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Media Monitoring Unit

Introduction to Media Monitoring

As provided by the Electoral Act (Section 160 E-K) the Media Monitoring Unit has been established within ZEC. The training of media monitors has been conducted using international methodological standards of quantitative and qualitative analysis.

The monitoring unit observes media coverage of the elections in order to assess:

  • the access granted to political parties and independent candidates in the mass media and whether the coverage of candidates is fair and balanced;
  • whether candidates standing for election were covered in an unbiased and equitable manner;
  • the tone of media coverage towards the candidates;

The Media Monitoring Unit has a team of 9 national media monitors seconded by ZEC and trained to the quantitative and qualitative analysis methodology to monitor the sample of mass media.
The monitoring covered a representative sample of 5 broadcast and 6 print media.

The audiovisual media is monitored daily during peak time viewing and listening throughout the period of the election. The print media is monitored on a daily basis.

The findings are analysed and chart reports are produced on the performance of the media and an assessment is made on its role in the overall evaluation of the election process.

The media monitors report on regular basis to ZEC Media Committee on their findings.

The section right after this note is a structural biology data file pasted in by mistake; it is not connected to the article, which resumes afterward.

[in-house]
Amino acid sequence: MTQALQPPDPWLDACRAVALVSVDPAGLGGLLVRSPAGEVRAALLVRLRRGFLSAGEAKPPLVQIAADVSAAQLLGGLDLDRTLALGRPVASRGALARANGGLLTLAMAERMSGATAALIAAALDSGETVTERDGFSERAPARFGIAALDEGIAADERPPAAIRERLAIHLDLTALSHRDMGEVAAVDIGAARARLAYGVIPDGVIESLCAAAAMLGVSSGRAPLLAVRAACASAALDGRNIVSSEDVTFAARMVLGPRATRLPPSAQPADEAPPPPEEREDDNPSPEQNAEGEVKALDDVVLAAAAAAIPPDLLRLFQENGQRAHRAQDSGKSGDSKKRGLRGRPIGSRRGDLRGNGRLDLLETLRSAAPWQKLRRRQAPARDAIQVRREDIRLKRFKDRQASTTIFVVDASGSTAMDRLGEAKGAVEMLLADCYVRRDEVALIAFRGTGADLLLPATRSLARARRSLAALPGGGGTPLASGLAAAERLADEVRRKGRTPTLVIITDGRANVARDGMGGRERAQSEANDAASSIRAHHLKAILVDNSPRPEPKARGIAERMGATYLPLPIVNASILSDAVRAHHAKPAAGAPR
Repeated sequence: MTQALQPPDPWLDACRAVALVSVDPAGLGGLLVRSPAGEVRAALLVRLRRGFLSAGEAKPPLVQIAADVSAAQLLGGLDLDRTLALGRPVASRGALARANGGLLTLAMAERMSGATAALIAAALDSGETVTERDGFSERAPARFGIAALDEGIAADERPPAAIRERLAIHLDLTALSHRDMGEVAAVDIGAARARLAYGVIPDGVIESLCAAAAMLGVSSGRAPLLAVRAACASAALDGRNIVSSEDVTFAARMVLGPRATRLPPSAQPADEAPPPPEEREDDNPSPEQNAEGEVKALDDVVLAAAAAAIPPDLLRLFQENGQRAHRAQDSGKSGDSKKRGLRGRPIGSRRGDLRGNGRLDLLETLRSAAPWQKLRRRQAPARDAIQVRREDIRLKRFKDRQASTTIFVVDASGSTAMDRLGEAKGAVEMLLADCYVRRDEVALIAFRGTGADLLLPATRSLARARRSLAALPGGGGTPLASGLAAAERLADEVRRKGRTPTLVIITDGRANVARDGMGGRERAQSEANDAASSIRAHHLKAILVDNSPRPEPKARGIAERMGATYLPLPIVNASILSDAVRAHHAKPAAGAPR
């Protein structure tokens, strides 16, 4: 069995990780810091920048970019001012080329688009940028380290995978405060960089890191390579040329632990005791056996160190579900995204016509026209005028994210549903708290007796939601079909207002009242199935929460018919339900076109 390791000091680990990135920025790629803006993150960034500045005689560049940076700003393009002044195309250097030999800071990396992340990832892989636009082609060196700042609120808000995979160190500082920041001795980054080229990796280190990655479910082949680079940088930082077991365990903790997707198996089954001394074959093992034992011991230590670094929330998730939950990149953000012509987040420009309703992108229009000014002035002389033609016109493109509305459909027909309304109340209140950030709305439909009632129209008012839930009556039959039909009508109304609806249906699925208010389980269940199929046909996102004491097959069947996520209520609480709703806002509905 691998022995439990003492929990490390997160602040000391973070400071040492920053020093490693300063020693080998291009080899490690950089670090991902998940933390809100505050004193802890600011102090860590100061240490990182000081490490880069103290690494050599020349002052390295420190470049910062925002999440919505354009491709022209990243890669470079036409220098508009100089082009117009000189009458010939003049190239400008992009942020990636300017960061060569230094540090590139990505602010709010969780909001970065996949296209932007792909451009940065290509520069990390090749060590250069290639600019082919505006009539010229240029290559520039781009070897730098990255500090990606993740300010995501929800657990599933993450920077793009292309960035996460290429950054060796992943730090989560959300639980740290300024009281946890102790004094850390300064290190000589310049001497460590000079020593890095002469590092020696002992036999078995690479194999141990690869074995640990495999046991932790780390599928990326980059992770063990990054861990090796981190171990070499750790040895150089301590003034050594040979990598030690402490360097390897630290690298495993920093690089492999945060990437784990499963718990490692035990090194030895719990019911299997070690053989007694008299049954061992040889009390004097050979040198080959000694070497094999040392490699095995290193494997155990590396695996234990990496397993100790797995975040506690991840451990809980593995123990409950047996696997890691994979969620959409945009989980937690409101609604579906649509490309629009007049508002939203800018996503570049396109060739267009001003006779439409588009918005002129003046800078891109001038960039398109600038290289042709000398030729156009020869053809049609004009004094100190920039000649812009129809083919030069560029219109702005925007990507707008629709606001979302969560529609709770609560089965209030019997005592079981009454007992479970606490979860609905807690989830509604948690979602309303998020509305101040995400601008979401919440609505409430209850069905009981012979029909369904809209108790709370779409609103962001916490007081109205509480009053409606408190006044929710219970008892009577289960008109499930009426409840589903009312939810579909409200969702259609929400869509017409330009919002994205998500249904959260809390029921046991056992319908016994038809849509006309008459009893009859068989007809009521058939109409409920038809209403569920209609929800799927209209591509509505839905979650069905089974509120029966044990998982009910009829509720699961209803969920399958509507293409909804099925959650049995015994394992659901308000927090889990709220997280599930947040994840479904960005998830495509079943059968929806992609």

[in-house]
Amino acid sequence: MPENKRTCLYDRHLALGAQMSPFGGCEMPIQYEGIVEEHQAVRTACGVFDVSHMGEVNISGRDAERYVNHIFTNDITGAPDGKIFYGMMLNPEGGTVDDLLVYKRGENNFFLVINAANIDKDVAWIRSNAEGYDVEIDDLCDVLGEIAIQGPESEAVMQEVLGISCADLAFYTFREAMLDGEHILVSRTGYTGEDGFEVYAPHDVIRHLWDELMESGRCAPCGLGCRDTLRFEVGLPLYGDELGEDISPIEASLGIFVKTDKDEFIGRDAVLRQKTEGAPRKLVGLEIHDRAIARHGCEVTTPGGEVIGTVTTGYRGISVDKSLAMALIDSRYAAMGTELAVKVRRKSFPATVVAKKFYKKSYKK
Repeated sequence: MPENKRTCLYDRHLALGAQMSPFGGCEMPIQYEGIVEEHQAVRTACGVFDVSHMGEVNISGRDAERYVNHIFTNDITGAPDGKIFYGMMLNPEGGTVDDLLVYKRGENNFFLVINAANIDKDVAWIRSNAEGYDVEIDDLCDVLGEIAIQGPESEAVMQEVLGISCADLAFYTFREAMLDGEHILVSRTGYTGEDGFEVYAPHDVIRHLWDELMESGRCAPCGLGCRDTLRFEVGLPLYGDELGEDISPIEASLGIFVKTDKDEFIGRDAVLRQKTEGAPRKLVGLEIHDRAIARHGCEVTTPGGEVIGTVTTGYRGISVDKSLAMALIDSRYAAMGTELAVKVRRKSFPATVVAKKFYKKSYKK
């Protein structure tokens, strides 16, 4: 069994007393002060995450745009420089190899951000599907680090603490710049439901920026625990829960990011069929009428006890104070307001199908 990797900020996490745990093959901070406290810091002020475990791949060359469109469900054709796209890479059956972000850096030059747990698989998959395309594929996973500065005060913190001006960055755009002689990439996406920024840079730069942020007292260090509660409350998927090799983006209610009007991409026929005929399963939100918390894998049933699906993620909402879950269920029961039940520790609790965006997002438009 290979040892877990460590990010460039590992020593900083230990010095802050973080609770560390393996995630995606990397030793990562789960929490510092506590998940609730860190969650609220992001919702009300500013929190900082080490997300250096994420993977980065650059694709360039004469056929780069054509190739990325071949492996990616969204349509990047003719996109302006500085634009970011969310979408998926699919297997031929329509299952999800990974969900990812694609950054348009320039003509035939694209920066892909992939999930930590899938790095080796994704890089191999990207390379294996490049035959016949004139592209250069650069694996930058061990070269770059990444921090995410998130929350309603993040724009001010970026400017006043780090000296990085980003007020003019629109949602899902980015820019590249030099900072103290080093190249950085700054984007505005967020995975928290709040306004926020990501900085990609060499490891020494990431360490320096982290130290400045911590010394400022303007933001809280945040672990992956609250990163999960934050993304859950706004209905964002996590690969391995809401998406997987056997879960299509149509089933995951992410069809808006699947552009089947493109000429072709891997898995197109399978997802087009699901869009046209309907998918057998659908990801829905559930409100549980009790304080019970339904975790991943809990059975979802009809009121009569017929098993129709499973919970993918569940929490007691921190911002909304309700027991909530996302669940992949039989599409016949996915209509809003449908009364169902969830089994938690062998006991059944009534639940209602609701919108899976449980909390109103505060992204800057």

Media Monitoring Methodology

The methodology for monitoring the media referred to international standards as well as the experiences and practices developed and used by different institutes and incorporated into the methodology of election observation of major international organizations.

The methodology employed in media monitoring is both quantitative and qualitative. Media Monitoring is seen as a tool to promote free elections and respect for fundamental rights related to the principles of freedom of expression.

It can be defined as an independent, objective and impartial observation of the media during the election period.

Monitoring is a scientific technique based on a content analysis: when conducted appropriately, this technique produces reliable, rigorous and indisputable results.

What do we monitor? Using a sample of national and local media outlets the media unit will assess their performance in Zimbabwe The media monitoring focuses on the free and balanced access of Zimbabwean’s relevant actors and political contestants.

Whom do we monitor? We monitor the relevant actors and political contestants. The list includes the government members, institutional actors, members of local administrations, candidates running for elections and all registered political parties.

What do we monitor? We monitor: news broadcasts, talk shows, paid political advertising and any other type of relevant political communication.

Tone of the coverage. Media monitoring needs to use a general index for the quality of coverage, able to provide easy readable information on how every relevant actor was covered. The quality of the coverage is usually measured by two complementary concepts: the explicit judgement (Evaluation) of the journalist on the relevant subject and the framing (Value) by which the relevant subject is covered. These two indicators of quality have been merged into one variable defined “Tone”. The tone is measured on a scale, based on three values (positive, neutral, negative).

What legal framework is used? The legal references for the assessment on the Zimbabwean media system are the Zimbabwean Constitution, the national Media Law, Electoral Code, as well as the Code of Conduct for Reporting and Coverage of Elections, the internationally recognized commitments and principles, as well as any other legal document related to the administration of elections.

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